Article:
Ava 4 Eva
In the perhaps apocryphal words of a Hollywood exec, ‘she couldn’t act, she didn’t talk, she was sensational’. By the end of her life — her passionate, audacious, valiant life — Ava Gardner was something else: transcendent.
Towards the end of her life, Ava Gardner attempted to sum it up, in characteristically pithy, from-the-hip fashion: “She made movies, she made out, and she made a fucking mess of her life, but she never made jam.” Let’s consider the evidence. The movies? Yes, she made approximately 60 of them, the majority in the 1940s and fifties, and, with certain notable exceptions, her startling, sloe-eyed, sultry, sensual, whiff-of-danger presence — she was dubbed ‘the original femme fatale’ — was the most memorable thing about them. The making out? Can’t argue with her there, with a tally of three husbands — Mickey Rooney, the bandleader Artie Shaw, and finally and most enduringly (at least for Ava) Frank Sinatra, along with a bevvy of lovers, including David Niven, John F. Kennedy, Robert Mitchum, Steve McQueen, Robert Taylor, and an abusive George C. Scott. The mess? It’s no secret that Gardner liked a drink or three — neat gin, tequila slammers, martinis and mai tais — and ended up banned from establishments as various as The Ritz in Madrid (for relieving herself in the lobby) and the St. Regis in New York (for pouring a cocktail down the owner’s trousers), but her determination to live life on her own unflinching terms looks positively proto-feminist from today’s perspective. And the jam? Well, when it comes to condiments, Gardner was obviously more of a Lady Marmalade — an altogether tarter, tangier proposition.
Gardner was justly celebrated for her candour and husky irreverence, but she once insisted that, “Although no one believes it, I am pathologically shy. I was a country girl and I still have a country girl’s rather simple, ordinary values.” She was born Ava Lavinia Gardner on Christmas Eve in 1922, the youngest of seven children; her father, Jonas, lost his North Carolina tobacco and cotton farm when she was two, and was forced to turn sharecropper, while her mother, Mary Elizabeth, ran a boarding house for ever- diminishing returns. The young Ava was often subject to the taunts of her classmates when she was forced to attend school in hand-me-downs. “Never mind new shoes,” she recalled, “I was often barefoot and would have been happy with any shoes at all.”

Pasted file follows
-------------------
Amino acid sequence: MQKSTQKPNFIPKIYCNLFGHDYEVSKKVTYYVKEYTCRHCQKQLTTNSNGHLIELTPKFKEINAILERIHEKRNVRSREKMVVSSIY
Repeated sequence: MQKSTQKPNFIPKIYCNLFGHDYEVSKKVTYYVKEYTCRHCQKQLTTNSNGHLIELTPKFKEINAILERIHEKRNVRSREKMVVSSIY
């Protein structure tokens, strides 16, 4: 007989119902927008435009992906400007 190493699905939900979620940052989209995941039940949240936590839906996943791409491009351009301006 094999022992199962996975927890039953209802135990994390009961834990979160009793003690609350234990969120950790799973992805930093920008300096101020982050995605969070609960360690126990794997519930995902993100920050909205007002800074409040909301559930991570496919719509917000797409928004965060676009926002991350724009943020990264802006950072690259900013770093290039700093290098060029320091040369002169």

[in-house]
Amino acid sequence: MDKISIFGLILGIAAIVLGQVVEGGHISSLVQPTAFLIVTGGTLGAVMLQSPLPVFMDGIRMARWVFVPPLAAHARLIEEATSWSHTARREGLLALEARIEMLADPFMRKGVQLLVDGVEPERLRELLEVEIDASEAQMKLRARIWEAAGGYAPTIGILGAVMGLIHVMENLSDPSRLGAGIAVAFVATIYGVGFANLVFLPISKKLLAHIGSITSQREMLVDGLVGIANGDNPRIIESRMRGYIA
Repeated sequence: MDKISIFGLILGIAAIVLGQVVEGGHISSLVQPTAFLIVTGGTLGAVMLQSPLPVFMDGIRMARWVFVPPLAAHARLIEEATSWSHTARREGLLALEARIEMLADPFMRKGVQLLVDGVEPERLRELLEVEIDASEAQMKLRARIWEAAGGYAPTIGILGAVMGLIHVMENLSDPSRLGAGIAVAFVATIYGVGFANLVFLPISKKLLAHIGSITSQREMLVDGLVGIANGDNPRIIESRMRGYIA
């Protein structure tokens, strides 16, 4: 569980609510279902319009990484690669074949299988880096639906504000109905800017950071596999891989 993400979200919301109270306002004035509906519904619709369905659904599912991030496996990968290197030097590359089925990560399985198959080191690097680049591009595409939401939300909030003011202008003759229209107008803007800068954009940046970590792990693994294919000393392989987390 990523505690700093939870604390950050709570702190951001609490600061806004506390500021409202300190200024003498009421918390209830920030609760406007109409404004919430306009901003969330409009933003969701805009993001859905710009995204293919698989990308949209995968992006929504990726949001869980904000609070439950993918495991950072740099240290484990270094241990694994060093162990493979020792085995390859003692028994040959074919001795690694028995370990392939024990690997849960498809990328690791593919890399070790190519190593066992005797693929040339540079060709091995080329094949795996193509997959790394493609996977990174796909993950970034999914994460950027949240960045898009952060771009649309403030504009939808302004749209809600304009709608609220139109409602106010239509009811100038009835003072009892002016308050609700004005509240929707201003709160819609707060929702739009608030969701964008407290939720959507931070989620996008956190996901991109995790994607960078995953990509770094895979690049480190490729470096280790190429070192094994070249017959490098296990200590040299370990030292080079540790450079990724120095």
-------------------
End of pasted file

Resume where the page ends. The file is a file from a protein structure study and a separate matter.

An older brother paid Gardner’s way to Atlantic Christian College in Wilson, North Carolina, where she intended to become, of all things, a stenographer. But on a visit to New York with her sister, the latter’s husband, a commercial photographer, took a number of portraits of her. One of them found its way to Metro-Goldwyn-Mayer, and a screen test was ordered — a silent one, to nullify the drawback of Gardner’s pronounced southern drawl. After viewing it, a studio executive allegedly uttered the immortal words: “She can’t act; she didn’t talk; she’s sensational. Get her out here.”
Gardner was duly summoned, and signed a seven- year contract with MGM, which came with all the then-standard trappings: acting classes, make-up and fashion tutorials, and, in Gardner’s case, intensive diction lessons. On her first day as a tongue-tied 18-year-old on the studio lot, she was taken to the set of the musical Babes on Broadway, where she encountered a 20-year-old Rooney in full drag — spangled bra, fruit-bowl turban — as the Brazilian bombshell Carmen Miranda. Rooney made a beeline for the befuddled ingenue — at least, as fast as his platform heels would allow. “Everything in me stopped,” he wrote in his memoir, I.E. — a not untypical reaction for many who would encounter the full-beam Ava over the years. “My heart. My breathing. My thinking.” (For her part, Gardner was a little, well, earthier in her assessment. “I was a virgin when I met him,” she said of Rooney, according to her biographer Lee Server. “But don’t let the little guy fool you. He knew every trick in the book.”)